In Columbus, a mournful mood

COLUMBUS, Ohio -- On a muggy day in the heartland, the mood of a massive football fan base was both fatalistic and funereal.

Often using the past tense, Ohio State fans celebrated the good civic deeds and great football accomplishments of Jim Tressel, while lamenting a resignation they saw as inevitable.

"A lot of people are sad," said Brittany White, who works in the Ohio State memorabilia store College Traditions, within sight of The Horseshoe. "Just kind of a sad day in Columbus."

White said that in the hours after the iconic coach's resignation went public on Memorial Day, Buckeyes fans started showing up at College Traditions to buy Tressel gear. There is plenty still on the shelves to purchase, from his signature sweater vest ($55) to vest-style baby Onesies ($15.99). Copies of his books were sold Monday, as were wall hangings in his likeness.

A few blocks away, stacks of the Tuesday edition of The Lantern, the Ohio State student paper, were sitting in the lobby of Eddie George's Grille 27, the restaurant owned by the former Buckeyes running back who won the 1995 Heisman Trophy. The front page headline: "End of an era."

An end that had to come, bartender Luke Ashmore reluctantly acknowledged.

"Every day I woke up, it was getting worse," he said. "It was getting draining. It was a little disheartening."

At Mirror Lake in the center of campus, Alie Olson of West Jefferson, Ohio, said: "It's for the best that he resigned, but it's sad. He was a legend."

There was, however, a difference between sadness and sympathy. Most people interviewed for this story said Tressel earned what he got for lying to the NCAA.

"He's got to be held accountable," said junior engineering student Michael Barnes. "I want the program to be cleaned up. If it takes a couple years to get hit hard, that's what we'll take."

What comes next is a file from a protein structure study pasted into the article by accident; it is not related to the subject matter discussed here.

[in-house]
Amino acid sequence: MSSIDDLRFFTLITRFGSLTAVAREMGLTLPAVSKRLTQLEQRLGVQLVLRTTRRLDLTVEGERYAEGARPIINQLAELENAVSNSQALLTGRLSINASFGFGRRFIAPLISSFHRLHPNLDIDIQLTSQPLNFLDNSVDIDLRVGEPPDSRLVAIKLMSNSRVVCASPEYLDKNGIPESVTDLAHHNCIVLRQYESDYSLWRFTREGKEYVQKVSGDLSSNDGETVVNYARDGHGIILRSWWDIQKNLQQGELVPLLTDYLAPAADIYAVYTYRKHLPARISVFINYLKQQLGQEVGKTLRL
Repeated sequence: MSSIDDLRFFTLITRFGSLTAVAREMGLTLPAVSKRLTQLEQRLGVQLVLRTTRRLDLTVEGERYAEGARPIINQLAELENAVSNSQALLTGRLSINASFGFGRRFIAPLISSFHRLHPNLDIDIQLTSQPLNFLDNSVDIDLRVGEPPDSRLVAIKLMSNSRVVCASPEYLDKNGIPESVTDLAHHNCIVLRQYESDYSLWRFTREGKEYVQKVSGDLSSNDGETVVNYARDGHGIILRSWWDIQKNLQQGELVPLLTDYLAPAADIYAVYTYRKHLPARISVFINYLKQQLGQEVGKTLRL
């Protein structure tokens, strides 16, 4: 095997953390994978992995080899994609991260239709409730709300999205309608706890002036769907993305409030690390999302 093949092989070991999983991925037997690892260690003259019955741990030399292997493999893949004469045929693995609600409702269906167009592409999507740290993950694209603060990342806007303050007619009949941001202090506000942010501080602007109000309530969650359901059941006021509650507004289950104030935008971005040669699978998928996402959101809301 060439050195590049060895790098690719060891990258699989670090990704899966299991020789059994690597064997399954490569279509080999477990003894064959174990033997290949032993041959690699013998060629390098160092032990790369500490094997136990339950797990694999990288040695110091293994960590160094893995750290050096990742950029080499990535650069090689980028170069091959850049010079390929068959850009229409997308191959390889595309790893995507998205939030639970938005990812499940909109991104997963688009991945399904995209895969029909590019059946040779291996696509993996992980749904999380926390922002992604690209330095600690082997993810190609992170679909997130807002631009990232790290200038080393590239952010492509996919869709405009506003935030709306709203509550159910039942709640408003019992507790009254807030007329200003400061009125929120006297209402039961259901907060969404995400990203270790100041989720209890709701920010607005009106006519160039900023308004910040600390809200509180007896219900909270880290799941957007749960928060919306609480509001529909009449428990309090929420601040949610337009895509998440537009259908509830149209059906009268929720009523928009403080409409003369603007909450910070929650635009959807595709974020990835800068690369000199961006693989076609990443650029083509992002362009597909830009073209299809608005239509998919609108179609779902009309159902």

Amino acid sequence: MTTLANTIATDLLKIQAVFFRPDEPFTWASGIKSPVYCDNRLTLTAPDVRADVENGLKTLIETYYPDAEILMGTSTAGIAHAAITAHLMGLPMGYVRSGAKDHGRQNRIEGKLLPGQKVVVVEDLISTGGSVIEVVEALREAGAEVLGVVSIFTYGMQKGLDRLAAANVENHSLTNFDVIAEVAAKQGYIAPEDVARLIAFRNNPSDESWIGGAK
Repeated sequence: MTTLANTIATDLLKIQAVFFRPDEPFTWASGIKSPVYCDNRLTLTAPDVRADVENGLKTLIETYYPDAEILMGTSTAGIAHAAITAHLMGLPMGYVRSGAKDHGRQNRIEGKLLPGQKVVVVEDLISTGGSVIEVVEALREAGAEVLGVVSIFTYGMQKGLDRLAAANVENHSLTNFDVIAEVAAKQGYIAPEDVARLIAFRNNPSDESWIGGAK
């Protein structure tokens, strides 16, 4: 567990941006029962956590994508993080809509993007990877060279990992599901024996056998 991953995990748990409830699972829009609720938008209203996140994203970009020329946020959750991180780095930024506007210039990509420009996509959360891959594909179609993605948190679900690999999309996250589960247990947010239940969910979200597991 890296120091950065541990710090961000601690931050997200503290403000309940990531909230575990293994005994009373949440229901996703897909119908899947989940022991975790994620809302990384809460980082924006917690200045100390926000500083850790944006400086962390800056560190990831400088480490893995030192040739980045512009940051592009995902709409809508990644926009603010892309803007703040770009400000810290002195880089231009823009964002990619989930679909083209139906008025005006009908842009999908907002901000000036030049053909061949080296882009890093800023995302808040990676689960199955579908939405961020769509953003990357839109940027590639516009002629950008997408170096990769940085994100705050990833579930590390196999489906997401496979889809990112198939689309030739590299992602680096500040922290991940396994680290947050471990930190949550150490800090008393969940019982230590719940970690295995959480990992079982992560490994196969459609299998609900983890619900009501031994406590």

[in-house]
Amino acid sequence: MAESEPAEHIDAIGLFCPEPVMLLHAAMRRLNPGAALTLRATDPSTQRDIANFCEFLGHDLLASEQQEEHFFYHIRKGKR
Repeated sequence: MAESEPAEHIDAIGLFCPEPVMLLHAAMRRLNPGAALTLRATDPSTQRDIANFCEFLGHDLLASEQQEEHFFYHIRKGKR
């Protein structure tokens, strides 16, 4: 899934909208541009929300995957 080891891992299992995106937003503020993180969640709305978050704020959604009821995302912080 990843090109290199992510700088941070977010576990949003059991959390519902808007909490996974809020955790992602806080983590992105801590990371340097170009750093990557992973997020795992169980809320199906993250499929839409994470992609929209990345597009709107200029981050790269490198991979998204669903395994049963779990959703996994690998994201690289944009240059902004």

Although some students question some of the rules, they don't blame the NCAA for enforcing them. Although they question some of the coverage, they don't blame the media for investigating.

They do, however, energetically blame quarterback Terrelle Pryor.

One item not selling this week at College Traditions: authentic No. 2 jerseys ($150) in both red and white. That's the number Pryor wears.

On previous fall Saturdays, there were thousands of fans wearing them in the stands at Ohio Stadium. Don't expect that to be the case this fall.

"I'm ready for Pryor to move on," OSU senior Zach Olson said.

"I don't think people think too highly of him," said White. "A lot of people wouldn't be too disappointed if he never put on an Ohio State uniform again."

The problem, of course, is that Pryor allegedly has sold parts of that uniform and other trinkets in exchange for tattoos -- violations of NCAA rules that Tressel covered up, leading to his forced resignation. Other Buckeyes committed the same violations as Pryor and will receive the same five-game suspension this fall, but none has engendered the anger reserved for the guy most Ohio State fans celebrated as a savior when he arrived in 2008.